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An earlier study by Chakrabarty and Rogé evaluated the dimensionality of the Organizational Learning Survey for assessing the learning capability of organizations developed by Goh and Richards. In this paper, the survey was re-evaluated for unidimensionality using both exploratory and confirmatory factor analysis. Retaining 18 of the original 21 items was sufficient to establish unidimensionality. A number of different confirmatory models validated the unidimensional measurement model on two independent data sets. Implications for further empirical research using this inventory are discussed.
ABSTRACT. In recent review of the literature on integrating evaluative inquiry into
organizational culture, Cousins, Goh, Clark and Lee [Cousins, J.B., Goh, S.,
Clark, S. & Lee, L. (2004). Canadian Journal of Program Evaluation 19(2), 99–144]
suggest that there is a link between evaluative inquiry and organizational learning in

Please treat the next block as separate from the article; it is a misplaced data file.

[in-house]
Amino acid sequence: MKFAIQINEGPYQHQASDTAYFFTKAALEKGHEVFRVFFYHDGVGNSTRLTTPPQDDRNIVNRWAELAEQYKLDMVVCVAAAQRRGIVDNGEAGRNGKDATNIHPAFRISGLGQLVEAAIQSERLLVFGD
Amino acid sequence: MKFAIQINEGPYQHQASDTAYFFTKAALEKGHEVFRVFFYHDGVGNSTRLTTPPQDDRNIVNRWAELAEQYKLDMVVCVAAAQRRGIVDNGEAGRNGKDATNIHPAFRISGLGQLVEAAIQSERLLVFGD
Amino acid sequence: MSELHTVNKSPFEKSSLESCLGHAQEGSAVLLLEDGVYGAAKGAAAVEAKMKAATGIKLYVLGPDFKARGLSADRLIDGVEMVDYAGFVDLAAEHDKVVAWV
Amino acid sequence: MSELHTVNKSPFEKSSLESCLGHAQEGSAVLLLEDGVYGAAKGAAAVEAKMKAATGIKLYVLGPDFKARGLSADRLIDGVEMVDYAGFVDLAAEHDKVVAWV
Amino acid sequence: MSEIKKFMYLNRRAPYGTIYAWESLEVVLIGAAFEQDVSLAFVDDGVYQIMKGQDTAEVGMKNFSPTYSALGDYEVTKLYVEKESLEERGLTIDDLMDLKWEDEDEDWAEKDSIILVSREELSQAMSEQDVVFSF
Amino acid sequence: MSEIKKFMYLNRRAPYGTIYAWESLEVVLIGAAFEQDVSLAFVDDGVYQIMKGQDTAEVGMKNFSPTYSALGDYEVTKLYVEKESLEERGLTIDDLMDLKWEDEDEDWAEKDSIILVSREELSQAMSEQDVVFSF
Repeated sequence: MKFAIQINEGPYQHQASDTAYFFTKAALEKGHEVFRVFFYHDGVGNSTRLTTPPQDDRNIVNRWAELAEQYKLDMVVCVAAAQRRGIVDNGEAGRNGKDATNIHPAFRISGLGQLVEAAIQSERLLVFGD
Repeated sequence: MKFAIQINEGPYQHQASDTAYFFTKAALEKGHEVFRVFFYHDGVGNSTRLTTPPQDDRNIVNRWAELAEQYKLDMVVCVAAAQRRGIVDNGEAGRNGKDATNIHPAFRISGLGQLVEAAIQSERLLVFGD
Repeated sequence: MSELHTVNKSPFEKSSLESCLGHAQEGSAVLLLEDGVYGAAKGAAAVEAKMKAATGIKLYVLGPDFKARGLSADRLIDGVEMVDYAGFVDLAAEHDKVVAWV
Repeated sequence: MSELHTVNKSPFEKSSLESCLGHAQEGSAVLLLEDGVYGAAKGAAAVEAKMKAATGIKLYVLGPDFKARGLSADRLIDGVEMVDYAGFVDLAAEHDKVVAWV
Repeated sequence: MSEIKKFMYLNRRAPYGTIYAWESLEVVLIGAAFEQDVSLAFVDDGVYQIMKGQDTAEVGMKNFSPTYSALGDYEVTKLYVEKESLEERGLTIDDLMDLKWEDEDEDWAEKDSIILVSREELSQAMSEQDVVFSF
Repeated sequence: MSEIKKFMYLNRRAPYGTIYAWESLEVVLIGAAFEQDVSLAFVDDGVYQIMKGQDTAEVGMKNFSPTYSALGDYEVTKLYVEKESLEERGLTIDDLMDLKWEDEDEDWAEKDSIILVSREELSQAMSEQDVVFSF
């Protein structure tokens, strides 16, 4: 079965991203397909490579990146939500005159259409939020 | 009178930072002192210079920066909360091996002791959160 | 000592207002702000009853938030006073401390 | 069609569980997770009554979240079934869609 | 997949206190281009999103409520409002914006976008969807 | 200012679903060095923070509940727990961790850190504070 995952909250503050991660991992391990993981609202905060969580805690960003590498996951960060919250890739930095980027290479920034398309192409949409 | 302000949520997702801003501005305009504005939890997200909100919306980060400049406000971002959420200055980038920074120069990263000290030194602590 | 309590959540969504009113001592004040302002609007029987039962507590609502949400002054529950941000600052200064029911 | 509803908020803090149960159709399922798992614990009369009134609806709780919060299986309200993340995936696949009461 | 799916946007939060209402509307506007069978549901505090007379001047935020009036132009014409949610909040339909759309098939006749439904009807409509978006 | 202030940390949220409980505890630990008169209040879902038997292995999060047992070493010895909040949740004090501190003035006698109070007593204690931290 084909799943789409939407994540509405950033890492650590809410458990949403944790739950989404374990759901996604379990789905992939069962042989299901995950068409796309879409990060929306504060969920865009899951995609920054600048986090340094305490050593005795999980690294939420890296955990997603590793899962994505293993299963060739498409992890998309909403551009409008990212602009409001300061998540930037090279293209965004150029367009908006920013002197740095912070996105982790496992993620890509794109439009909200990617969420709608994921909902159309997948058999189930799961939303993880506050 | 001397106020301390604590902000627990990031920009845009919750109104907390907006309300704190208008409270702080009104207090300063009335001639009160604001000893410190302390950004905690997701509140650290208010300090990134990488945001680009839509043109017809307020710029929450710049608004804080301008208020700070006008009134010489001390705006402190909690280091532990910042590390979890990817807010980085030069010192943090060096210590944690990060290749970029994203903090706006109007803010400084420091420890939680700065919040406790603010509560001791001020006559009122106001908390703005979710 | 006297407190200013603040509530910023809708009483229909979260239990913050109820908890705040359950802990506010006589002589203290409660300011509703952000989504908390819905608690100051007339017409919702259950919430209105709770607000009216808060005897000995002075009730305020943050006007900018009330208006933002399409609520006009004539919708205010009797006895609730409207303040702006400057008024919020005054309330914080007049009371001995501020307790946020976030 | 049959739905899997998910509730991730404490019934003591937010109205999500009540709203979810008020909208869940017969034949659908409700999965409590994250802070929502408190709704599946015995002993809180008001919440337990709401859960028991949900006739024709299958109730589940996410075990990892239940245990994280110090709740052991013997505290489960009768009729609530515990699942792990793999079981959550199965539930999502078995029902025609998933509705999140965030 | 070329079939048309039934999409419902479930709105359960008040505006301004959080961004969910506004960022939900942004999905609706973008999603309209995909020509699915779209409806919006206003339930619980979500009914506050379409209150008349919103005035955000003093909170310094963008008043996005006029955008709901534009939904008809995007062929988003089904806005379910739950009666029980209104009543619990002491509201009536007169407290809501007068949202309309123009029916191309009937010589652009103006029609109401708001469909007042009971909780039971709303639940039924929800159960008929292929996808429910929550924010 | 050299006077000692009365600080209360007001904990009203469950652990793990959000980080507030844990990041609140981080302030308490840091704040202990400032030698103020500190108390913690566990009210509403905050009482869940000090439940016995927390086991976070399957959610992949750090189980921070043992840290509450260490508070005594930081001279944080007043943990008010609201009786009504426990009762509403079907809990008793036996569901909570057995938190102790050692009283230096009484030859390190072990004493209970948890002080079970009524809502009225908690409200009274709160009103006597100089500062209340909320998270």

schools. However, there have been no published studies examining the views, per-
ceptions and importance teachers and administrators attach to these practices and
activities in their schools. This article reports results from a survey of 970 educators
about their views on both of these topics – organizational learning and evaluation.
Teachers and school administrators in 41 middle and secondary schools in Mani-
toba, Canada, responded to questions about current evaluation practices, attitudes
towards evaluation and experience with systematic inquiry, as well as organizational
learning capacity, school support structures and their readiness for evaluation and